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Venezuela's President Hugo Chavez shows the pistols of independence hero Simon Bolivar during a ceremony to mark the his birthday in Caracas in this July 24, 2012 file photo.Carlos Garcia Rawlins/Reuters

Security was tight around the Teresa Carreno Theatre, a modernist building with columns and hexagonal roofs in the centre of Caracas. After being searched and patted down, I slipped into the hall. I was dying of curiosity – finally a chance to see El Comandante, Venezuela's controversial President, best known for his anti-U.S. tirades, up close. I was in the country to cover the 2006 election, and had interviewed political analysts, pollsters and experts trying to understand the enormous appeal, and polarizing presence, of Hugo Chavez.

Hundreds of boisterous students in red ball caps and Chavez T-shirts cheered wildly as el presidente strode onto centre stage, fashionably late. Dressed in a trademark red T-shirt over a bulletproof vest, he grinned from ear to ear as he warmed up the crowd: "He who doesn't shout is a Yanqui," his voice boomed. "Down with the oligarchs!"

A solid man of mestizo, or mixed race, background, Mr. Chavez was a riveting presence. In folksy Spanish, he sang old folk songs, quoted 19th-century history and shared anecdotes about his mentor, Cuba's Fidel Castro. More cheers. The "show" – a bizarre hybrid of political rally, religious revival meeting and rollicking folk festival – lasted 2 1/2 hours. His energy never flagged. Nor did the crowd's enthusiasm – though mine certainly did.

As entertaining as Mr. Chavez was, he was also physically imposing as he pointed his finger and gesticulated. You could sense a ruthlessness right below the surface. This was a man you would not want to make an enemy of. A man who bullied opponents and centralized power in himself. A man not afraid to publicly deride people (in his most infamous episode he lambasted former U.S. president George W. Bush at the United Nations, calling him the devil and saying the podium smelled like sulphur).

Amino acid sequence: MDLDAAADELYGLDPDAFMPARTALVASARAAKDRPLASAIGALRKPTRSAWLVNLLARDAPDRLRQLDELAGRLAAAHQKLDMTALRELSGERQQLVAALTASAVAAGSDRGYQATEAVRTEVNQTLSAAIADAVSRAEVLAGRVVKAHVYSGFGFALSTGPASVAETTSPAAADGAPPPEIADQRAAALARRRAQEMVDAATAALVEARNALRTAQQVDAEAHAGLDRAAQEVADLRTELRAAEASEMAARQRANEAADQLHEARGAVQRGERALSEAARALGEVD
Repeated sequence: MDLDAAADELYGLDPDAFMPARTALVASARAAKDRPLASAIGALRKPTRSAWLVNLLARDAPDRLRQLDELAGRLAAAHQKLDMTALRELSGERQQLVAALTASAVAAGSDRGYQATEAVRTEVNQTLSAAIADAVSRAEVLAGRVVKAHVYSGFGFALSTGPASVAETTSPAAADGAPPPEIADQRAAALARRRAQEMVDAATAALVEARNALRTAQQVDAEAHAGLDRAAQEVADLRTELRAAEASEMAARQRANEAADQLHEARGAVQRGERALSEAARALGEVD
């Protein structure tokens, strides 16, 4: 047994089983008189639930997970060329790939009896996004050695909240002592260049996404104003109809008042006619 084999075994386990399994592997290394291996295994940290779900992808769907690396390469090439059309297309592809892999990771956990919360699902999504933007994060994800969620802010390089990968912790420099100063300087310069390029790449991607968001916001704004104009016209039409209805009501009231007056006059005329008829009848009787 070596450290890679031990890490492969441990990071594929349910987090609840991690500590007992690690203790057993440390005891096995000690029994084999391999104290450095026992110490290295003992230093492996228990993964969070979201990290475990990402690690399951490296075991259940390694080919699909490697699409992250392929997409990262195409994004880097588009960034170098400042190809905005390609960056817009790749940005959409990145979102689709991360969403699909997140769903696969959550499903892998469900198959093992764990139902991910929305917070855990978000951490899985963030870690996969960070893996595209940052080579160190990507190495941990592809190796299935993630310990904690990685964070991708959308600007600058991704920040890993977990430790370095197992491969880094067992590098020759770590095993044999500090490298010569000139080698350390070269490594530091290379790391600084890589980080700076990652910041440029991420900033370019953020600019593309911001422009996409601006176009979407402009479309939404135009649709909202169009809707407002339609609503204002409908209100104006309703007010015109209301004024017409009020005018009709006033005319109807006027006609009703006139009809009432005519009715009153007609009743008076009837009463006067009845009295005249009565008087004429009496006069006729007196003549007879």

From the North American perspective, it is tempting to dismiss Mr. Chavez as a caricature, the latest in a long line of Latino caudillos, or strong men, with his sometimes incomprehensible mix of military symbolism, Marxist philosophy and admiration for revolutionary hero Simon Bolivar, as well as his determination to antagonize the United States and court such unlikely allies as Iran and Belarus. But he was a masterful political strategist, able to connect with Venezuelans in a way they felt was sincere, even as he played on their insecurities and fed their nationalist passions.

During my trip to Caracas, and on a subsequent trip in 2009, I toured several shantytowns to speak to his base: Venezuela's poorest and most marginalized. What struck me was how devoted his followers were – even as prices soared, food shortages grew worse and Caracas became one of the most dangerous places to live in Latin America. I trekked up a dusty hill to visit a shantytown on the edge of Caracas and interviewed people in their homes, held together with rotting wood and tin. They talked about their belief that Mr. Chavez would make things better, even as their urban services barely improved. The people around him might be corrupt thieves, they told me, but not Señor Chavez. Never Señor Chavez. Their faith in him was remarkable, even as some were losing enthusiasm for the Bolivarian revolution. "When it rains my ceiling falls in," Angelica Mijares, who lived at the very edge of the slum, told me. "I go to all the Chavez marches but I still can't get a better home."